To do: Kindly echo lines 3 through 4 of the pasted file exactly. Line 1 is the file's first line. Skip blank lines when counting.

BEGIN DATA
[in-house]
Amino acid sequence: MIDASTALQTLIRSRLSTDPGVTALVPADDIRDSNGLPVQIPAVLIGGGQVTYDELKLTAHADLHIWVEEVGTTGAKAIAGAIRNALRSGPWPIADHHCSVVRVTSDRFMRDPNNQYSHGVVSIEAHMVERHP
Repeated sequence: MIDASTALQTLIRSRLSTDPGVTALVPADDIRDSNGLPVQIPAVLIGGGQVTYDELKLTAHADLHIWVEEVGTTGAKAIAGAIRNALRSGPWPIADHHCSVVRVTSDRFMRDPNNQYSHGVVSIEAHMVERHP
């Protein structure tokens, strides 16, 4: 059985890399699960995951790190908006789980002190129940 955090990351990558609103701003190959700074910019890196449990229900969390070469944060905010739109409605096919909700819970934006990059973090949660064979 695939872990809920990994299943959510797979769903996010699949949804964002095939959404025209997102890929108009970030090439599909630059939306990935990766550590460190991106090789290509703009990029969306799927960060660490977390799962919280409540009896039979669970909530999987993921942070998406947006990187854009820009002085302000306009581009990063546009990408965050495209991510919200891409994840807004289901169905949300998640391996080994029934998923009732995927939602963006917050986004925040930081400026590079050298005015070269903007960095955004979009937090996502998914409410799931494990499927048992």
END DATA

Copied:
Repeated sequence: MIDASTALQTLIRSRLSTDPGVTALVPADDIRDSNGLPVQIPAVLIGGGQVTYDELKLTAHADLHIWVEEVGTTGAKAIAGAIRNALRSGPWPIADHHCSVVRVTSDRFMRDPNNQYSHGVVSIEAHMVERHP
């Protein structure tokens, strides 16, 4: 059985890399699960995951790190908006789980002190129940 955090990351990558609103701003190959700074910019890196449990229900969390070469944060905010739109409605096919909700819970934006990059973090949660064979 695939872990809920990994299943959510797979769903996010699949949804964002095939959404025209997102890929108009970030090439599909630059939306990935990766550590460190991106090789290509703009990029969306799927960060660490977390799962919280409540009896039979669970909530999987993921942070998406947006990187854009820009002085302000306009581009990063546009990408965050495209991510919200891409994840807004289901169905949300998640391996080994029934998923009732995927939602963006917050986004925040930081400026590079050298005015070269903007960095955004979009937090996502998914409410799931494990499927048992």